Agriculture rapporteur concerned but favours Western Sahara trade deal

In spite of having multiple reasons against the deal - including an EU Court ruling - the rapporteur of the European Parliament's Agriculture Committee recommends Parliament to consent to including Western Sahara into the EU-Morocco trade deal.
Published: 09.10 - 2018 09:37Printer version    
In a meeting of the Agriculture Committee, French christian-democrat Michel Dantin, in the morning of 9 October 2018, the committee's rapporteur on the proposed EU-Morocco trade arrangement for Western Sahara, presented his Draft Opinion which calls on Parliament to support the deal.

Read Mr Dantin's full Draft Opinion here. His suggestions to the Motion for a Resolution on the proposal can be found here.

Remarkably, the rapporteur's actual argumentation would lead Parliamentarians to do the opposite, and withhold their consent. In his Draft Opinion, the rapporteur:

  • "feels that he should point out that certain fruit and vegetable imports from Morocco and Western Sahara (tomatoes, cucumbers, melons, etc.) are a highly issue for the European horticultural sector".
  • "emphasises that there are still major competitiveness issues for European producers owing to the wide divergences compared with Moroccan producers in terms of labour costs, working conditions and environmental standards".
  • "points out that very ambitious plans have been drawn up with a view to further developing such production and exports [from Western Sahara]", thus calling on the Commission to "never hesitate to activate the safeguard clause provided for in the agreement" to protect the EU's own farmers from market disruptions.
  • notes that "the Committee on Agriculture and Rural Development recommended that consent should not be given" to the original agreement back in 2011 (thus not yet officially including Western Sahara) and that "most of the concerns expressed" back then are "still relevant today".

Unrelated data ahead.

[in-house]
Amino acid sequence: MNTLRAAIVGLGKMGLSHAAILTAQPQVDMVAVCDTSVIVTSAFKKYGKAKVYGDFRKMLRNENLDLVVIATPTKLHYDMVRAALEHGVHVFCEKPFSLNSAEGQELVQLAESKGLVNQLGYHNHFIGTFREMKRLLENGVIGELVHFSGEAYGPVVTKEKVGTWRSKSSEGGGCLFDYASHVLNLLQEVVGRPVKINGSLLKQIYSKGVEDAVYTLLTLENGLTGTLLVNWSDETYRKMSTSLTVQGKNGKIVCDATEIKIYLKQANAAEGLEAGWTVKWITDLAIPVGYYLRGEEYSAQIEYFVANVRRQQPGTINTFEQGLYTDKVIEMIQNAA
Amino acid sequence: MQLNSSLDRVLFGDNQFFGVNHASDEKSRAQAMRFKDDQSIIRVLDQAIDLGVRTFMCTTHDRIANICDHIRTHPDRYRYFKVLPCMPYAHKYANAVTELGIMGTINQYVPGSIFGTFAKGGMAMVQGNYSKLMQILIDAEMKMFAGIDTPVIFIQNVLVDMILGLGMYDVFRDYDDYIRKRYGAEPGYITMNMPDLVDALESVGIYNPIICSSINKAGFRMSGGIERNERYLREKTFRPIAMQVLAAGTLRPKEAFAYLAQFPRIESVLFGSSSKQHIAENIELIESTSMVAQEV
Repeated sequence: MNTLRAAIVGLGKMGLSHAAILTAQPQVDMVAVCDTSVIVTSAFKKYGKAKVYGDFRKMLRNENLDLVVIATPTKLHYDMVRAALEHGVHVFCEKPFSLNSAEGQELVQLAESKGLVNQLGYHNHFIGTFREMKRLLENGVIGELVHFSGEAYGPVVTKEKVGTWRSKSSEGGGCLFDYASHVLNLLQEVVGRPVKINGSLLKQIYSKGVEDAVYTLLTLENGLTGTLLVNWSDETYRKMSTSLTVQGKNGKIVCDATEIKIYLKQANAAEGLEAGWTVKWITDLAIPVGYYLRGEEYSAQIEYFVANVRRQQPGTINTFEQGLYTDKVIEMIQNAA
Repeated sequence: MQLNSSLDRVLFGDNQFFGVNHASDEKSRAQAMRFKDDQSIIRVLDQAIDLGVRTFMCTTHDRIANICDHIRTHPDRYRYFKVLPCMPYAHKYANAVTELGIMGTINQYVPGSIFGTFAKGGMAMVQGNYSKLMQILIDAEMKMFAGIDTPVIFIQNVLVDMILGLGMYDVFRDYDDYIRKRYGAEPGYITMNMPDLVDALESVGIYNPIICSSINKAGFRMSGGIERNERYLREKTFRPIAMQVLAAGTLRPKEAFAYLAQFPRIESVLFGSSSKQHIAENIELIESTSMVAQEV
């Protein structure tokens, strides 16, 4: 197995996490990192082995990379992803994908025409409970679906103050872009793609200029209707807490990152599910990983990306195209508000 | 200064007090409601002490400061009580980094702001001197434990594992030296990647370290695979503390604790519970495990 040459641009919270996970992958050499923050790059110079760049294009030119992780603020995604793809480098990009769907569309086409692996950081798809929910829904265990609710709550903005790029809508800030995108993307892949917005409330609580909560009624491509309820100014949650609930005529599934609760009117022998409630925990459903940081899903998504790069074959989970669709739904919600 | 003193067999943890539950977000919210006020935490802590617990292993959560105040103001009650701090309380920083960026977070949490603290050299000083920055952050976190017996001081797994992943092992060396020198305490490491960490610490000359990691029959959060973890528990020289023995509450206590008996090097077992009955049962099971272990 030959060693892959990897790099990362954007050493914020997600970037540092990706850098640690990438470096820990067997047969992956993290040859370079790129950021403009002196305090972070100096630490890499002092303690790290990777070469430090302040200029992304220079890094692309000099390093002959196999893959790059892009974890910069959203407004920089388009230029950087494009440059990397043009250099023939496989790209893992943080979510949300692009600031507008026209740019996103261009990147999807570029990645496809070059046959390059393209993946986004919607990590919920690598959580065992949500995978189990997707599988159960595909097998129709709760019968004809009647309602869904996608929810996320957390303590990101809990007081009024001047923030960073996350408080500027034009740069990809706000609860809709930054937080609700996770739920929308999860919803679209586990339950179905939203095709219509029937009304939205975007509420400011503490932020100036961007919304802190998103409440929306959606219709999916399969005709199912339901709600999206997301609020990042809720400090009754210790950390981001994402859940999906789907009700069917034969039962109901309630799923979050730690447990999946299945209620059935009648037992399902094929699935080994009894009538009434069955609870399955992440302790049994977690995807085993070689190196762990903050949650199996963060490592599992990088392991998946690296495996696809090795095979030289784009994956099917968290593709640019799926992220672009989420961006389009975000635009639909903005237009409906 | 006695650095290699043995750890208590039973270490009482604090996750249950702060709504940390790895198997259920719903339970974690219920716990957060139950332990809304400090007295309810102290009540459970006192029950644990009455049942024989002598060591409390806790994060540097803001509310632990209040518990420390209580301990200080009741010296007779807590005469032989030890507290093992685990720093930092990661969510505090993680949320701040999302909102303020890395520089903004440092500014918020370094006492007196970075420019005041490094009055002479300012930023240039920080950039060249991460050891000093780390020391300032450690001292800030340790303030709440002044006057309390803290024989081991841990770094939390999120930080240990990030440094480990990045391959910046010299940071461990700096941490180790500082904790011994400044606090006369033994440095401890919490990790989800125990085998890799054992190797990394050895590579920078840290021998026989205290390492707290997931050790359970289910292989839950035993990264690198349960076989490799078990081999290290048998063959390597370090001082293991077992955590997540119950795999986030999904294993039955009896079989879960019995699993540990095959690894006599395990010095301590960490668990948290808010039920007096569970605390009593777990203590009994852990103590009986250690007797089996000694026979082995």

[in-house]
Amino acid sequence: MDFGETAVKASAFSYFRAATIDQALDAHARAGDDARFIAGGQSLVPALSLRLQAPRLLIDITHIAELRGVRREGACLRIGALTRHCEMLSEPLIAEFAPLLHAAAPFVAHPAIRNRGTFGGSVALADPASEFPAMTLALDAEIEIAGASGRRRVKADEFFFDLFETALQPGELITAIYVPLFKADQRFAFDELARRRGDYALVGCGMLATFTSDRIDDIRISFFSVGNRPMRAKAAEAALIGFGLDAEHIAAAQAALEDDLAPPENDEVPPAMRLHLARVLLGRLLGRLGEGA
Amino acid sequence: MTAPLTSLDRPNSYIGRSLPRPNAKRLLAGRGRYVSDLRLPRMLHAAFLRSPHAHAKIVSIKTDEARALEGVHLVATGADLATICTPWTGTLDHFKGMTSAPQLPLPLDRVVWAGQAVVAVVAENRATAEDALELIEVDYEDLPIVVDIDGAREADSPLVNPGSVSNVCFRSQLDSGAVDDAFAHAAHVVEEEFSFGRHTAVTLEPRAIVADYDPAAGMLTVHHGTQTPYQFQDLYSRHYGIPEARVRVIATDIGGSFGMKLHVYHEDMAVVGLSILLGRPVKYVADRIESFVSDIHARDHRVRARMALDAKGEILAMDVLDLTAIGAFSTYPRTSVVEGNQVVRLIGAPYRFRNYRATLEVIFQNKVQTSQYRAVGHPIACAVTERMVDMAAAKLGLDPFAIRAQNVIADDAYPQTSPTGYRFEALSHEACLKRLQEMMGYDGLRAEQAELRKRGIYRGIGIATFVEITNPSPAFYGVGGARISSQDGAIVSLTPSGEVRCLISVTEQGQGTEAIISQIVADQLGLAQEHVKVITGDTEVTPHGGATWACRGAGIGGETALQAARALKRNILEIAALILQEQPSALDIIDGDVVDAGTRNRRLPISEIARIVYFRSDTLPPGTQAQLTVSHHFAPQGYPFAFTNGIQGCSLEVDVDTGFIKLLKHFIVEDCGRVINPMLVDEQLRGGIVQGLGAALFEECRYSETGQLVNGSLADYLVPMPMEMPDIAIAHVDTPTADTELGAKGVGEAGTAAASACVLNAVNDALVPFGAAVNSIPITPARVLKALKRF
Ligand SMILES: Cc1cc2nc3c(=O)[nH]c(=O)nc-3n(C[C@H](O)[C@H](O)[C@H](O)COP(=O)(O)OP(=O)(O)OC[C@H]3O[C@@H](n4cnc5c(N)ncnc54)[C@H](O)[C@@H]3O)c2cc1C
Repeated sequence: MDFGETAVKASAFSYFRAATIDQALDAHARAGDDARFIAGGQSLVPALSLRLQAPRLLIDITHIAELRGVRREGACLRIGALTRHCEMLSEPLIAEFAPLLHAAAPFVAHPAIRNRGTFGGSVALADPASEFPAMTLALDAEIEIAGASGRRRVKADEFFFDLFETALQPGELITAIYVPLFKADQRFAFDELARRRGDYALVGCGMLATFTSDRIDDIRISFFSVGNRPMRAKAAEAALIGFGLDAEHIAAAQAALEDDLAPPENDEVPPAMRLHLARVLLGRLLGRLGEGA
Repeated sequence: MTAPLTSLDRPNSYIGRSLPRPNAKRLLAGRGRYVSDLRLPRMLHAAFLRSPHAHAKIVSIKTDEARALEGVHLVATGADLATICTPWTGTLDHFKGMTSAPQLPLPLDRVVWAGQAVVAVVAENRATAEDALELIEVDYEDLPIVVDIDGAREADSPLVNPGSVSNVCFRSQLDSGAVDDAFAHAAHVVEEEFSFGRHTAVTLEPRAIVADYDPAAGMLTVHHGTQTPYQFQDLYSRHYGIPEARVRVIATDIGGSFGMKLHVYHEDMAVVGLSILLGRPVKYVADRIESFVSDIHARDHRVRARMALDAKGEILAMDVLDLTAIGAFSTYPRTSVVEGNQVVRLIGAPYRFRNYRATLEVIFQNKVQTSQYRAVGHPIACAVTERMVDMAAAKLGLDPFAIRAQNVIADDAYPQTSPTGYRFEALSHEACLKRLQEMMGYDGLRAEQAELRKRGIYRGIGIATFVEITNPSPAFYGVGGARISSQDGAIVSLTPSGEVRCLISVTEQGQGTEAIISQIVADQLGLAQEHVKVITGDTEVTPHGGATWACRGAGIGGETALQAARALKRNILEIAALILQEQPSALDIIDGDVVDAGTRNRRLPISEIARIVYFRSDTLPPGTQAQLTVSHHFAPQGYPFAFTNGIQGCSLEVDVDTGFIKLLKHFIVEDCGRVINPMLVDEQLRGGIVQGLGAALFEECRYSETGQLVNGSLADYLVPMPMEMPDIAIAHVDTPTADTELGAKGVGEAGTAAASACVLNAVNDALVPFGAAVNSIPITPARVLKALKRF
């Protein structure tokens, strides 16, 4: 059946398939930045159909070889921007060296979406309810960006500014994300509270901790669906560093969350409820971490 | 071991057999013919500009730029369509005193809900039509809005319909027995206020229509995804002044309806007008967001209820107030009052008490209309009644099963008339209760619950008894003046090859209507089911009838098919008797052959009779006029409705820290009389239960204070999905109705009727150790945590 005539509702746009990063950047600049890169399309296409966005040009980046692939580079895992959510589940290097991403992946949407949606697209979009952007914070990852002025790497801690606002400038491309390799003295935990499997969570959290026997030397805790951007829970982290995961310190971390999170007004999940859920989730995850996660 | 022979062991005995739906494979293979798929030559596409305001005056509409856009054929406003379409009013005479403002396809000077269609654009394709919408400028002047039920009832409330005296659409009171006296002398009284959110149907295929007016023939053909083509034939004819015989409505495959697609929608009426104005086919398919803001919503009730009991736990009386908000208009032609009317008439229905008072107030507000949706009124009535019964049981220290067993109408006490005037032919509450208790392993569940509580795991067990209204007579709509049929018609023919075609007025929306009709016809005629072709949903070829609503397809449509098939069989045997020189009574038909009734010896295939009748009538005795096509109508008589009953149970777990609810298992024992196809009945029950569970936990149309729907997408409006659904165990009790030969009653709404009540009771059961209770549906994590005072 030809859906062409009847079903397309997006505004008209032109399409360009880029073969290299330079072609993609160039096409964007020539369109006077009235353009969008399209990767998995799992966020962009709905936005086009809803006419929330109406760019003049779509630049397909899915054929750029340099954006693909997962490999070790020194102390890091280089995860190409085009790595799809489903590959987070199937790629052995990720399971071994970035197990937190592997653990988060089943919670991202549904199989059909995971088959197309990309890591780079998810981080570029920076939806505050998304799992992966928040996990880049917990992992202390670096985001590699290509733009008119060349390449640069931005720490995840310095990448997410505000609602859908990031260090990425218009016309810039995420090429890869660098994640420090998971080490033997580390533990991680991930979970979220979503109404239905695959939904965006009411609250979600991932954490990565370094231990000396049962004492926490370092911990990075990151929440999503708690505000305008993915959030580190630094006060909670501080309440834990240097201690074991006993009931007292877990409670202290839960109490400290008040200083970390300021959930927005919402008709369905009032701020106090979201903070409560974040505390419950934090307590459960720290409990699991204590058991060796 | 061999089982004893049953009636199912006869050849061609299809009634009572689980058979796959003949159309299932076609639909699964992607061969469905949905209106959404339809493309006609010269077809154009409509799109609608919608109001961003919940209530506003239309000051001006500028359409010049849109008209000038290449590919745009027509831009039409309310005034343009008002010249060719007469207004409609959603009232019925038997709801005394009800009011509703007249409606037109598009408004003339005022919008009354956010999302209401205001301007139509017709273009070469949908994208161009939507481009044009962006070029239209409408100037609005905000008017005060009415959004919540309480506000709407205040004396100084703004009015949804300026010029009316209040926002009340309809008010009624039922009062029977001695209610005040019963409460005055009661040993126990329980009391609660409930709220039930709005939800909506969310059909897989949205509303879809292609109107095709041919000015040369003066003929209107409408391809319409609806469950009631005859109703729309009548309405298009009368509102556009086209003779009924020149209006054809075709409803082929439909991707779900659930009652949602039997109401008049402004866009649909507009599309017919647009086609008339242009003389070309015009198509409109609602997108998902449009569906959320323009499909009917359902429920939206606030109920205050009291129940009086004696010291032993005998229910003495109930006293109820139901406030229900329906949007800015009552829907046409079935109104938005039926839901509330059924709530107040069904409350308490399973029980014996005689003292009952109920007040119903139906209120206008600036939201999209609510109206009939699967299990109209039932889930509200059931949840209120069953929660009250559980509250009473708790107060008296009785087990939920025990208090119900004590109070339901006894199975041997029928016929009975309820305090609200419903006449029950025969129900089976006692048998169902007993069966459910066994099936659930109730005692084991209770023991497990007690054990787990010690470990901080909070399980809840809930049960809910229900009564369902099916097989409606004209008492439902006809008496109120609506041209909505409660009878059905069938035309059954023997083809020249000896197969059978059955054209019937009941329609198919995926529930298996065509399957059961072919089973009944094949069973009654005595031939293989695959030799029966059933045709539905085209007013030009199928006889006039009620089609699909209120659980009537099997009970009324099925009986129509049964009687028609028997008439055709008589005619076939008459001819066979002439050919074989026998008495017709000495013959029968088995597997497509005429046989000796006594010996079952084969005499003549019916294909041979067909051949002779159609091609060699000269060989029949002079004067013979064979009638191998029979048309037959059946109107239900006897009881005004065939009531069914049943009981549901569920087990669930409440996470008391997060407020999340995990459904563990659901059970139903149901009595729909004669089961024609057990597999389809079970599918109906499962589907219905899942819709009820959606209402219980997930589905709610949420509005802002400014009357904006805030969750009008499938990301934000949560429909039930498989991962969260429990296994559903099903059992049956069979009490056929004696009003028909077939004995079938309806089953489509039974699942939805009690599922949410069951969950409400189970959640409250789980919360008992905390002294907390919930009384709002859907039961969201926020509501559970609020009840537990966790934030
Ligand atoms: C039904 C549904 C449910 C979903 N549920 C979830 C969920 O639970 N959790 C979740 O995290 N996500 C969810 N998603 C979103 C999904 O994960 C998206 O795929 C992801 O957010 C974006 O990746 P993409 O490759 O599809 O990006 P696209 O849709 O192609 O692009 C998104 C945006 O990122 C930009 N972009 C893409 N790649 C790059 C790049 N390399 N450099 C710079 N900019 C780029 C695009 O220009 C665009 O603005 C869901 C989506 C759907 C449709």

• expresses his concern "that the Commission has been unable to provide reliable data on preferential imports of products from Western Sahara that may have been carried out since that date [21 December2016], in spite of the judgment in question", and "wonders what the cost has been to the EU budget of any preferences granted during the period concerned without a valid legal basis" and accordingly is "doubtful whether the Commission is able to assess the impact of the proposed agreement properly".
  • is "doubtful whether the distinction drawn in the new agreement between products from the Sahara and those from Morocco is relevant from a customs and trade perspective".

    The singular argument submitted by the rapporteur as to why Parliament should support the proposal, is that "this would provide a stable and unassailable framework  for trade with a major partner of the EU". That is, however, far from certain. The representation of the people of Western Sahara, the Polisario Front, has already announced further legal action as they believe the basic requirement set out by the European Court of Justice (CJEU) - that the people of Western Sahara ought to consent to having an EU-Morocco agreement affect their territory - has not been met. The Court put forth the criterion of consent in its judgment of 21 December 2016, which concluded that no EU Trade or Association Agreement with Morocco can be applied to Western Sahara.

    MEPs critical